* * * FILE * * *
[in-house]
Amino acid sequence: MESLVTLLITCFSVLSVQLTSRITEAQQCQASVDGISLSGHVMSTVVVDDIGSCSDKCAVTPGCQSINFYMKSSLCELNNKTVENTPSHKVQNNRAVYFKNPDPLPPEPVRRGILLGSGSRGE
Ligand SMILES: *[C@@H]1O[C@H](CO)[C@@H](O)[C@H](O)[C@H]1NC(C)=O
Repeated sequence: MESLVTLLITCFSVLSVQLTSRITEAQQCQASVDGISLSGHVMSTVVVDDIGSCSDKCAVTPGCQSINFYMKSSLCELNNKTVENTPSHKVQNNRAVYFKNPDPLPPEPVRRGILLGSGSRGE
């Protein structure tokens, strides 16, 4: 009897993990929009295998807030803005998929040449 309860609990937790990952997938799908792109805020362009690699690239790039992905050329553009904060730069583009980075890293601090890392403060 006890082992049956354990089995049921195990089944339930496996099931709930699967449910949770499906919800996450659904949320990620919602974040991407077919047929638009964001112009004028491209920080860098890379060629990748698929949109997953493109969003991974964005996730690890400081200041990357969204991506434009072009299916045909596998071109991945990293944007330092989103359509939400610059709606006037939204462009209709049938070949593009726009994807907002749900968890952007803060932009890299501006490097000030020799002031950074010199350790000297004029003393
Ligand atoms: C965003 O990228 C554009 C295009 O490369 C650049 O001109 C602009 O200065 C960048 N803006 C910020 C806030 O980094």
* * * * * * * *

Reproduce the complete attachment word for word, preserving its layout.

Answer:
[in-house]
Amino acid sequence: MESLVTLLITCFSVLSVQLTSRITEAQQCQASVDGISLSGHVMSTVVVDDIGSCSDKCAVTPGCQSINFYMKSSLCELNNKTVENTPSHKVQNNRAVYFKNPDPLPPEPVRRGILLGSGSRGE
Ligand SMILES: *[C@@H]1O[C@H](CO)[C@@H](O)[C@H](O)[C@H]1NC(C)=O
Repeated sequence: MESLVTLLITCFSVLSVQLTSRITEAQQCQASVDGISLSGHVMSTVVVDDIGSCSDKCAVTPGCQSINFYMKSSLCELNNKTVENTPSHKVQNNRAVYFKNPDPLPPEPVRRGILLGSGSRGE
């Protein structure tokens, strides 16, 4: 009897993990929009295998807030803005998929040449 309860609990937790990952997938799908792109805020362009690699690239790039992905050329553009904060730069583009980075890293601090890392403060 006890082992049956354990089995049921195990089944339930496996099931709930699967449910949770499906919800996450659904949320990620919602974040991407077919047929638009964001112009004028491209920080860098890379060629990748698929949109997953493109969003991974964005996730690890400081200041990357969204991506434009072009299916045909596998071109991945990293944007330092989103359509939400610059709606006037939204462009209709049938070949593009726009994807907002749900968890952007803060932009890299501006490097000030020799002031950074010199350790000297004029003393
Ligand atoms: C965003 O990228 C554009 C295009 O490369 C650049 O001109 C602009 O200065 C960048 N803006 C910020 C806030 O980094």